This post is in reference to the article:
522 Marion teachers lose jobs
By Fred Hiers
Published: Saturday, February 14, 2009 at 6:30a.m.
It looks like we are going to see headlines like the one above more often in the immediate future. Not to discount the fact that people losing their job is horrible, it is, I would like to discuss some thoughts that deal with massive budget cuts. Something in which I have relevant experience.
1) Budget Cuts Aren’t Always Bad: They do provide a reason to make needed change. When I faced my second significant budget cut, I referred to the advice that Jim Collins discusses in Good to Great (2001). To paraphrase, the budget process should be about what gets funded fully and what doesn’t get funded at all. If a position, department, and/or process doesn’t support the long term mission of the organization it should be abandoned. I have followed this advice, even when it is difficult, and as a result I have always left organizations in a better state than what I took over.
2) RIF’s and the Lack of Documentation: I can’t tell you the number of times that I have been tasked to assist campuses during massive restructuring where I discovered that administration knew exactly who was going to be let go, and was using that as a reason to stop all documentation. Let me be clear on this. This is the coward’s way out and you deserve all the animosity you get if you do this. As an administrator you have both a duty and responsibility to provide your staff with timely support, feedback and documentation. When you don’t do this, your staff will assume that “no news is good news” and won’t make prudent changes and contingency plans. So keep documenting, keep coaching, keep leading.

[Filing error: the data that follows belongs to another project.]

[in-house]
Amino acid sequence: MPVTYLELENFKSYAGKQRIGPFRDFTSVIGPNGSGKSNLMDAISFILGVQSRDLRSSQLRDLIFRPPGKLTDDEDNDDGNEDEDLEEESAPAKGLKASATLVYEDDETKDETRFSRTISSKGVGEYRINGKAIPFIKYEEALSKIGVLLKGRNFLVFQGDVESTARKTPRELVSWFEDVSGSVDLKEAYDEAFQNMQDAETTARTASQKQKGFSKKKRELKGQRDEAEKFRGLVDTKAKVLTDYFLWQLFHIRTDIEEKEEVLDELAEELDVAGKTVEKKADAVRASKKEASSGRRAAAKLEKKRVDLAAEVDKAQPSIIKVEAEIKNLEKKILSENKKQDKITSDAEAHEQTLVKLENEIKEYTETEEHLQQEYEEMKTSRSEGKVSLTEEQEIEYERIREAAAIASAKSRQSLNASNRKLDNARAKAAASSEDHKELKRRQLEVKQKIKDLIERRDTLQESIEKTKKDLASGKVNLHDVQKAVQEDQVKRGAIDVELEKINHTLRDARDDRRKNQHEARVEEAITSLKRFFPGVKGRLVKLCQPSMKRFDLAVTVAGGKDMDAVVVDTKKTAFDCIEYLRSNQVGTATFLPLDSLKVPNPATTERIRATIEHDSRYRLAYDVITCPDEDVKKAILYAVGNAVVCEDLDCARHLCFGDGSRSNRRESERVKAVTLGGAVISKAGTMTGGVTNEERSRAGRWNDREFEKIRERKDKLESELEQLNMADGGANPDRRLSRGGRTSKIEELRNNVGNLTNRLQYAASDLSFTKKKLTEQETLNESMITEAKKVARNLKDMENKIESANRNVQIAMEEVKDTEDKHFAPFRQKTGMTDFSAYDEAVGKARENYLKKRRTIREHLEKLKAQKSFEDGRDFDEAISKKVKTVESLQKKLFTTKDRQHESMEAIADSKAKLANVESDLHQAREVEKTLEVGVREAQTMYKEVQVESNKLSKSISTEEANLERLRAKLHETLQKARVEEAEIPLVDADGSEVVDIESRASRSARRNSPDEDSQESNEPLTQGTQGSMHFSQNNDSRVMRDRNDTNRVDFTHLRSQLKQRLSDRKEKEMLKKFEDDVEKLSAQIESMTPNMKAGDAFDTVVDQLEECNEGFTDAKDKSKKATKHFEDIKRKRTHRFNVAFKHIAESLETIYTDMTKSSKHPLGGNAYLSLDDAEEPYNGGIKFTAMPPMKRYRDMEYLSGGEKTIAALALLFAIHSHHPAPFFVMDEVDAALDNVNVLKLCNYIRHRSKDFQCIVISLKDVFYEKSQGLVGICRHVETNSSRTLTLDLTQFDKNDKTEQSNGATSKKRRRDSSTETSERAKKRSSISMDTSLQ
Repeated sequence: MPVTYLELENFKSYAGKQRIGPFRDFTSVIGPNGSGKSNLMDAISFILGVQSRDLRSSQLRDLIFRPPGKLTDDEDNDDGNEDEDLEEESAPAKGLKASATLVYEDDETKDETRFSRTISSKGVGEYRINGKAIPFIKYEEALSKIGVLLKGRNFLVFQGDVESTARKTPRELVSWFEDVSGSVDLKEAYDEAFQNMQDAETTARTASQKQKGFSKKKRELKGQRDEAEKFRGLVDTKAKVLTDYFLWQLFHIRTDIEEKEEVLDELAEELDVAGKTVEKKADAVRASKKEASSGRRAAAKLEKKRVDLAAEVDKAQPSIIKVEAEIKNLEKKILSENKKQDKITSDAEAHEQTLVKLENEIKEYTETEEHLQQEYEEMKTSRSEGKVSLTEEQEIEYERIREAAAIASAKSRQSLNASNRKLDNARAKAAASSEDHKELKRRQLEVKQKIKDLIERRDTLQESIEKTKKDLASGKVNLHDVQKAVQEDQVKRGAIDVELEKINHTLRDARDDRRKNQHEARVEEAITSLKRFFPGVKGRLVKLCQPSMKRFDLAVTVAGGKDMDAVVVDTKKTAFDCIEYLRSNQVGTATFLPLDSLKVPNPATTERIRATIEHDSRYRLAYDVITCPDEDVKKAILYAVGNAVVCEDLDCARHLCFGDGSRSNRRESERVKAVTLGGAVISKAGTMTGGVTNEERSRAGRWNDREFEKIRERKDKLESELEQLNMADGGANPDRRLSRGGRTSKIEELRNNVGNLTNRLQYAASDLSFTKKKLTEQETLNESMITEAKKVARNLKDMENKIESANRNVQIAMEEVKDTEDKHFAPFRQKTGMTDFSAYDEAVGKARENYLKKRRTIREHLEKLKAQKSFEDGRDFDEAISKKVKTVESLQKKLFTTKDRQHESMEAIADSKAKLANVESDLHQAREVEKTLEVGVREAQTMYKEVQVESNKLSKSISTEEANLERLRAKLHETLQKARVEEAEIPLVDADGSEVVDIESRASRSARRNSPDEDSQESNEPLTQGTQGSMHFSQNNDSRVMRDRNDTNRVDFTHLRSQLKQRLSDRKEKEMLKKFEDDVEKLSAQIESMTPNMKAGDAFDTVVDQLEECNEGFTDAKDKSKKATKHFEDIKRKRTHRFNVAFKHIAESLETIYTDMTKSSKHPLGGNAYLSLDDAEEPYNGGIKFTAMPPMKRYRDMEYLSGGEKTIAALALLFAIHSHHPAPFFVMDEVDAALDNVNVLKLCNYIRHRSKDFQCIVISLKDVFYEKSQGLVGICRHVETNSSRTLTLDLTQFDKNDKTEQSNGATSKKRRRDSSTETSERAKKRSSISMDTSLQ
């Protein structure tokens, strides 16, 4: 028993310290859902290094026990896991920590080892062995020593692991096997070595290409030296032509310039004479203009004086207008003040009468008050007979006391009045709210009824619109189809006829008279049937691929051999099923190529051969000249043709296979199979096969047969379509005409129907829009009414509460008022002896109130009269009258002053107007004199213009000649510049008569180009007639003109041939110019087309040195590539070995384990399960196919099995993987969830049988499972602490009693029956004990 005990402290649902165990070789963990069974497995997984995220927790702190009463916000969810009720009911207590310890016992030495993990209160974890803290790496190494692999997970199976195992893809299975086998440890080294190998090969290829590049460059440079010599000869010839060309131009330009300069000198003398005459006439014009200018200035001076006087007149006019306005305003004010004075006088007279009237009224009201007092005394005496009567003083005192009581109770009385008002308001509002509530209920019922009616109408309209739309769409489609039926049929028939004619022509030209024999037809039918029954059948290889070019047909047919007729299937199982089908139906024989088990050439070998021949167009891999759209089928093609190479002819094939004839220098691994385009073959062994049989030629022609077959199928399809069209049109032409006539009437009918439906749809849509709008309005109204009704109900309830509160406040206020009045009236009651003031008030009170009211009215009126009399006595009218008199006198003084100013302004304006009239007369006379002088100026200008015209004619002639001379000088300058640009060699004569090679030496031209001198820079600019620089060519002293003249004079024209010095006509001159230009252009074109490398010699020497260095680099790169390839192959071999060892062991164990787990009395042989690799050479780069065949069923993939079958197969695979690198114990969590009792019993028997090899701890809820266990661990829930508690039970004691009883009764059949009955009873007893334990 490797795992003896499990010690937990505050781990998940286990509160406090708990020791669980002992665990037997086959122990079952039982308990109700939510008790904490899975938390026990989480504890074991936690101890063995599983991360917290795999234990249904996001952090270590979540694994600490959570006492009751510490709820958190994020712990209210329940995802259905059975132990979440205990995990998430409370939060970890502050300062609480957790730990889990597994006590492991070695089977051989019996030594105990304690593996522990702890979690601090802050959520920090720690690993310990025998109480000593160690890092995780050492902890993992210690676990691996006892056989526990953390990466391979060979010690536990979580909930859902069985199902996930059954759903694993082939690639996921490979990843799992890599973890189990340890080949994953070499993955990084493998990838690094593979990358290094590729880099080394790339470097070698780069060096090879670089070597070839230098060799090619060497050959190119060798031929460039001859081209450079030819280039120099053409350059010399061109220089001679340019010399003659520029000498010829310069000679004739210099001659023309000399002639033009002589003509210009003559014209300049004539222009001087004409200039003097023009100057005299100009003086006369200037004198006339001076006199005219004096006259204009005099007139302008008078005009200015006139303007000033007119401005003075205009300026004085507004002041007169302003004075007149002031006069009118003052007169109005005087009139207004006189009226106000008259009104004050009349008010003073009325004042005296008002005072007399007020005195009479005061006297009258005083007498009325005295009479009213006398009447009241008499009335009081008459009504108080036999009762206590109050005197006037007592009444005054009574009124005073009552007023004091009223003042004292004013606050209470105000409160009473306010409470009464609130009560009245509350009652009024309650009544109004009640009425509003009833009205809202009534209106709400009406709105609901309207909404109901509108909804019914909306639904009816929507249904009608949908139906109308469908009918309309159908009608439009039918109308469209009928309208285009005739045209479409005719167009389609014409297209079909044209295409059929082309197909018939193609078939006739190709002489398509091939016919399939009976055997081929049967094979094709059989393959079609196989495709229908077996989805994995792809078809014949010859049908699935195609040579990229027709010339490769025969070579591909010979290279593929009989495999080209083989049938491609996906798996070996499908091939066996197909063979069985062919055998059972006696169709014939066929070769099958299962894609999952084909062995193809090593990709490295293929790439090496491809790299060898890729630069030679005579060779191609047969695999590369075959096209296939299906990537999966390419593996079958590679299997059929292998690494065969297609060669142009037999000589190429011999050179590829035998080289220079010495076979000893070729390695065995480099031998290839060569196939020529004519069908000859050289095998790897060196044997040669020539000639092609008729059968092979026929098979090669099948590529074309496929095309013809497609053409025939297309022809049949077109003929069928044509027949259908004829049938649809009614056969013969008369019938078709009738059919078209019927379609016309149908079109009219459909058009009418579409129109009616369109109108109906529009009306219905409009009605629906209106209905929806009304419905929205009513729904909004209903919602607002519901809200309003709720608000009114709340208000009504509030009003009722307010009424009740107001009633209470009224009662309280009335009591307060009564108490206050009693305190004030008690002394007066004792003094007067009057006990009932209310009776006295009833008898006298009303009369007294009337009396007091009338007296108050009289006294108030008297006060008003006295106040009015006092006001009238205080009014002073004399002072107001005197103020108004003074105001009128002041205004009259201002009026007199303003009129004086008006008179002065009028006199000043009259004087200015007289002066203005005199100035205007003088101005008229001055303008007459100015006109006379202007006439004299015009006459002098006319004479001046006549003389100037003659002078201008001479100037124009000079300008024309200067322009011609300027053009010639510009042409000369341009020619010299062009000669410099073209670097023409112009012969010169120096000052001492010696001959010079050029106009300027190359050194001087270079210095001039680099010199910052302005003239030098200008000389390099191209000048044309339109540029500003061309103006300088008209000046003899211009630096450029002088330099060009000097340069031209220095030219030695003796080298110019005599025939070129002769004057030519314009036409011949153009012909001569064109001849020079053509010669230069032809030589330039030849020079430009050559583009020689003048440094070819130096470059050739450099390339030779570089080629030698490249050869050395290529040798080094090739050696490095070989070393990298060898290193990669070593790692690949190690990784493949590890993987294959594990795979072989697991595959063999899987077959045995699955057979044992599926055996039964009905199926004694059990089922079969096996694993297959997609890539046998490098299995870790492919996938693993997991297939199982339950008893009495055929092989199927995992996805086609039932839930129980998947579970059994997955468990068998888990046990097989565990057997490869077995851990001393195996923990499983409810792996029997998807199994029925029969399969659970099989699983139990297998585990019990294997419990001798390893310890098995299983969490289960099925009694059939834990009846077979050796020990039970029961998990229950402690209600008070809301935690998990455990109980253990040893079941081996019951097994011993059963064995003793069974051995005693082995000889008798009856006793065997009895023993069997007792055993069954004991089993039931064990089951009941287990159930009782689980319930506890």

3) Re-interviewing Teachers: I get lots of questions on whether or not I think this is a good idea. It’s an OK idea, but only if everyone, especially administrators and professional support staff also have to re-interview. On the professional totem poll, teachers have the least control over external variables, yet they bear the brunt of the consequences. If you re-interview teachers, also re-interview the counselors, administrators and central office personnel.
4) Last Hired, First Fired: If you use this strategy, I guarantee you will release your some of your best teachers and some of your worst teachers. Last hired, first hired can be a determinant, but only if all other factors are equal.
5) Campus Staff vs. Central Office: If there is a need to RIF campus staff, you should always look to see where staff at central office can be reduced first. This almost never happens and if it does, the cuts are generally superficial. Once after a budget meeting with my superintendent, I went back to meet with my staff to explain how we had to become more efficient, due to declining tax revenue. We cut corners, delayed purchases, reduced pay increases and came up with a plan. When I went back to present the plan to the superintendent, I was introduced to his new secretary. He now had two, it seems that the first one needed an assistant. I put the raises back in!
6) Support Staff vs. Direct Service Staff: Here’s my general rule for prioritizing the importance of staff: 1 – Teacher; 2 – Staff that provides direct support to students; 3 – Staff that provides direct support to a teacher or service provider; 4 – Campus leadership; 5 – Campus infrastructure staff; 6 – District leadership; 7 – District infrastructure staff. If I have to make cuts, I work the list in reverse order.
7) Defense against RIF’s: What can you do to avoid getting RIF’ed? Sometimes nothing. Tough times don’t discriminate. So my advice is to play defense by going on offence. Make yourself as marketable as possible. Cross-train, get multiple certifications, become an expert in something, out work your peers, start keeping performance data – show how your students outperform their peers (if they don’t, get to work), and if you find out your job is at risk, start looking as soon as possible. And finally, try pay down your debt so if the worst does happen, you don’t face immediate financial ruin.
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